Information sharing has increased across Europe, but some Muslim leaders fear Dutch government wants to co-opt community leaders. Picture: Muslims in the port city of Rotterdam take part in Eid prayers earlier this year (AFP)
ROTTERDAM, Netherlands – Marianne Vorthoren sits in her bright sunlit office, sharing a plate of biscuits made by a local woman for a community forum the night before. She is open, and quick to smile – but she is also cautious. “We are not the Muslim intelligence agency,” she asserts.
“Of course we feel a shared responsibility to protect our youngsters. But I am very strict. We don’t want to be involved in reporting people for acting suspiciously. That’s up to the authorities.”
Vorthoren finds herself in a difficult position. A convert to Islam, she now directs the Platform for Islamic Organisations in Rijnmond (SPIOR), based in the Dutch city port of Rotterdam. It is a prestigious role that she is passionate about – but as she attempts to strengthen the organisation’s community work, the Dutch government is demanding Muslim leaders provide more information about that community.
The Netherlands has been praised across Europe for anti-radicalisation strategies which emphasise community dialogue. Aimed mainly at the country’s Muslim minority (around four percent of the population), their focus has been on local initiatives implemented by municipalities, rather than those handed down from national government.
But the country has also led strategies intended to increase co-operation and information-sharing across the continent.
For several months, top intelligence officials from 30 European countries have secretly met every week in the Netherlands to share information on suspects, including children as young as nine.
Following recent bloodshed on European soil, security agencies are under pressure both to foil attacks before they occur and to halt the murky process that comes before, known as “radicalisation”.
Amid warnings about further attacks and a spike in far-right support across Europe, some – like Vorthoren – fear that the Dutch government wants to co-opt community leaders, thereby alienating already marginalised groups.
“The essential ingredient is trust within communities. If you also have a reputation for seeking out potential suspects, that will be impossible,” said Vorthoren.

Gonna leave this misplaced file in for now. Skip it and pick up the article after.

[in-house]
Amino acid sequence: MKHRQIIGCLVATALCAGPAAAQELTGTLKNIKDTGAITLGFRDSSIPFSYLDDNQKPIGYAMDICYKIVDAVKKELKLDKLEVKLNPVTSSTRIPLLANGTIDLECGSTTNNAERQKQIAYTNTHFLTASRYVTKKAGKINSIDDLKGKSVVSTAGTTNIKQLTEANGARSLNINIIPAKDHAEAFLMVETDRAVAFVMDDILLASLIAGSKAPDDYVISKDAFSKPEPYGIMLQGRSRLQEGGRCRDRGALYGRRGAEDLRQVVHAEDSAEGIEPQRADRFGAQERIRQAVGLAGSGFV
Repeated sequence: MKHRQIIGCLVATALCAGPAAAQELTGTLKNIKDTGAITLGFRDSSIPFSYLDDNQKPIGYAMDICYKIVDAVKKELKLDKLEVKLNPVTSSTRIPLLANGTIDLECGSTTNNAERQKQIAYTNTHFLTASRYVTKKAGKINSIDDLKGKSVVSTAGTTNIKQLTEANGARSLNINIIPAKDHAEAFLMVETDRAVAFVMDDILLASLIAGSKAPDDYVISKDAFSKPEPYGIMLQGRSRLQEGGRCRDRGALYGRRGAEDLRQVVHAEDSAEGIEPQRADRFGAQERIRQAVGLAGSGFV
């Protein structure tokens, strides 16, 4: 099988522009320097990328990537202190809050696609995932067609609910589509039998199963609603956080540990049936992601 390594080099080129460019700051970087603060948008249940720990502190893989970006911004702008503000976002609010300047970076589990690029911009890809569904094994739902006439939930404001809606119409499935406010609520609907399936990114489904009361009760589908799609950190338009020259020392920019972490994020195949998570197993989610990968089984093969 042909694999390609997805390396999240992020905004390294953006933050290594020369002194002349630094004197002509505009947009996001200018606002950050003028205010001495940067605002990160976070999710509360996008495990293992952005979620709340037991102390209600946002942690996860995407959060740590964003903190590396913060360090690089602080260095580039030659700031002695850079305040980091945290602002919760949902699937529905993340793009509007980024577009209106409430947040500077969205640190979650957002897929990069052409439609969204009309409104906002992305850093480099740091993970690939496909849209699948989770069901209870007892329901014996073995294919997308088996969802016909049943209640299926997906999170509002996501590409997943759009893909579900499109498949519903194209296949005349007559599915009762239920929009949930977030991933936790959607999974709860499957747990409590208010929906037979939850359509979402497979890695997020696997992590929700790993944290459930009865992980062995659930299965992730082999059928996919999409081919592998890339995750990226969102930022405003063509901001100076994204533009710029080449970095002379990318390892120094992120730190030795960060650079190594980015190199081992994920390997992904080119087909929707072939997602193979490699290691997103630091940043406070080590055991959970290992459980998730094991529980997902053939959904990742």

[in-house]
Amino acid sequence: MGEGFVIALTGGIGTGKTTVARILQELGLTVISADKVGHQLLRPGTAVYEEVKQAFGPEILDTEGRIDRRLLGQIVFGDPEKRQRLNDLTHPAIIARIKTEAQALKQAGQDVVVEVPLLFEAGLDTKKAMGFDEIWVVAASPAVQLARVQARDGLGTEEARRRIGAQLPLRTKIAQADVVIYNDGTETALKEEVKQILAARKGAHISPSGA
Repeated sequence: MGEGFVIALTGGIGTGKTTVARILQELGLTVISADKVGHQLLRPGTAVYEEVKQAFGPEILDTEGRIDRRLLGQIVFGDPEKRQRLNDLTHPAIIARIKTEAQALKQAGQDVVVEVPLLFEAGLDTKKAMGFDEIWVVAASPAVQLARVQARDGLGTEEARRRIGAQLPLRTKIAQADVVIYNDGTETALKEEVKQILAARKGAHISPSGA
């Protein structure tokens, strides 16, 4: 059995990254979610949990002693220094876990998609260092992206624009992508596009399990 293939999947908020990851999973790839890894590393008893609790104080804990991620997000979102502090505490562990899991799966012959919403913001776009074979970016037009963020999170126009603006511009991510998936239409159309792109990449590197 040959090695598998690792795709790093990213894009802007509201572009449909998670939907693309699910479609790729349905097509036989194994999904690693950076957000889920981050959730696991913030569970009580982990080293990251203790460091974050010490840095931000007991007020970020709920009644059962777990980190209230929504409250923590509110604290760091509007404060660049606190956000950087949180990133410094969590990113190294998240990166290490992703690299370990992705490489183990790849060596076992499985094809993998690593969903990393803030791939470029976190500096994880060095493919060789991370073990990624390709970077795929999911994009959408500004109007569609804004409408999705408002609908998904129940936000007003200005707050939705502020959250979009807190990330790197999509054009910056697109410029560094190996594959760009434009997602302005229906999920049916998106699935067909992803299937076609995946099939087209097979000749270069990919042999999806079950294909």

She listed the challenges for trust-building: laws that allow dual nationals to be stripped of Dutch citizenship if they are suspected of planning to join groups like Islamic State or al-Qaeda – even if they have not been convicted of any crime by a court; the threat of losing a passport to prevent travel; even the risk of having their children taken away.
“This makes it complex,” said Vorthoren, “because people fear that if they report [worrying behaviour], their loved one’s children will be taken away. We have told the government this, but there is tension. There is always tension between prevention and repression – that’s why organisations have to be very clear about their role.”
Vorthoren said that she understood that sometimes strict measures have to be put in place. “It’s just a question of how they are implemented.”
Preventing ‘a kind of Detroit’
Less than a two-hour train ride from the Belgian capital Brussels, which teems with heavily-armed police, an atmosphere of calm prevails in Amsterdam. Half an hour south, the cosmopolitan port city of Rotterdam maintains the same aura of muted bustle, with barely a law enforcement official to be seen.
It is the most international city in the Netherlands, with nearly half its population born outside the country and nationals from at least 170 different states.
But it is a city that also comes with inequality built in: most housing projects south of the River Maas, just across the water from Rotterdam’s financial north, were built to house migrant workers for the port. Districts in the south still bear the names of former Dutch colonies.
Cramped conditions in the city’s south led to race riots in the 1970s, primarily between Dutch citizens and immigrants from Morocco and Turkey, two of the largest non-Dutch communities.
Since then, authorities have fought to keep Rotterdam’s south side, where the number of families relying on state benefits is double the average, from becoming “a kind of Detroit,” as one social housing official described it recently.